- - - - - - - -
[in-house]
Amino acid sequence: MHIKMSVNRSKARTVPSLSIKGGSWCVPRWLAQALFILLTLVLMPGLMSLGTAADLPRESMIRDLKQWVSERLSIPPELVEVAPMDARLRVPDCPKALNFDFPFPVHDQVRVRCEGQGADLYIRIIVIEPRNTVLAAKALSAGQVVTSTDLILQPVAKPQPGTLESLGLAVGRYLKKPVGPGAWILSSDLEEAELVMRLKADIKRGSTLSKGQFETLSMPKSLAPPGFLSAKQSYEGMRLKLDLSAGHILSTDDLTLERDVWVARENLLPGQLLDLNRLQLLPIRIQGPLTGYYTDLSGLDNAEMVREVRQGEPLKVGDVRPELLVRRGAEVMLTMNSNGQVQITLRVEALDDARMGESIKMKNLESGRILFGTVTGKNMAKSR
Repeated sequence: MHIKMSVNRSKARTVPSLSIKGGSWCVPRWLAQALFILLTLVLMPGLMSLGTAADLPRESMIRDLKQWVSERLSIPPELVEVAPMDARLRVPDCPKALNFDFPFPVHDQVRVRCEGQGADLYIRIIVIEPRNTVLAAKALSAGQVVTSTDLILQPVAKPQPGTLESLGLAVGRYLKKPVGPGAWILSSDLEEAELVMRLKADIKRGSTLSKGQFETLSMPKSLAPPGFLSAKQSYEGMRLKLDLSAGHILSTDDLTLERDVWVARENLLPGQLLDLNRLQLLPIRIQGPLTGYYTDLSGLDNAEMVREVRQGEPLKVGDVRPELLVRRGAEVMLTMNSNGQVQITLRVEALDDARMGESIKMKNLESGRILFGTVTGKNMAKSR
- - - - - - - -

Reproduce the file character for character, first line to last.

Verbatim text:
[in-house]
Amino acid sequence: MHIKMSVNRSKARTVPSLSIKGGSWCVPRWLAQALFILLTLVLMPGLMSLGTAADLPRESMIRDLKQWVSERLSIPPELVEVAPMDARLRVPDCPKALNFDFPFPVHDQVRVRCEGQGADLYIRIIVIEPRNTVLAAKALSAGQVVTSTDLILQPVAKPQPGTLESLGLAVGRYLKKPVGPGAWILSSDLEEAELVMRLKADIKRGSTLSKGQFETLSMPKSLAPPGFLSAKQSYEGMRLKLDLSAGHILSTDDLTLERDVWVARENLLPGQLLDLNRLQLLPIRIQGPLTGYYTDLSGLDNAEMVREVRQGEPLKVGDVRPELLVRRGAEVMLTMNSNGQVQITLRVEALDDARMGESIKMKNLESGRILFGTVTGKNMAKSR
Repeated sequence: MHIKMSVNRSKARTVPSLSIKGGSWCVPRWLAQALFILLTLVLMPGLMSLGTAADLPRESMIRDLKQWVSERLSIPPELVEVAPMDARLRVPDCPKALNFDFPFPVHDQVRVRCEGQGADLYIRIIVIEPRNTVLAAKALSAGQVVTSTDLILQPVAKPQPGTLESLGLAVGRYLKKPVGPGAWILSSDLEEAELVMRLKADIKRGSTLSKGQFETLSMPKSLAPPGFLSAKQSYEGMRLKLDLSAGHILSTDDLTLERDVWVARENLLPGQLLDLNRLQLLPIRIQGPLTGYYTDLSGLDNAEMVREVRQGEPLKVGDVRPELLVRRGAEVMLTMNSNGQVQITLRVEALDDARMGESIKMKNLESGRILFGTVTGKNMAKSR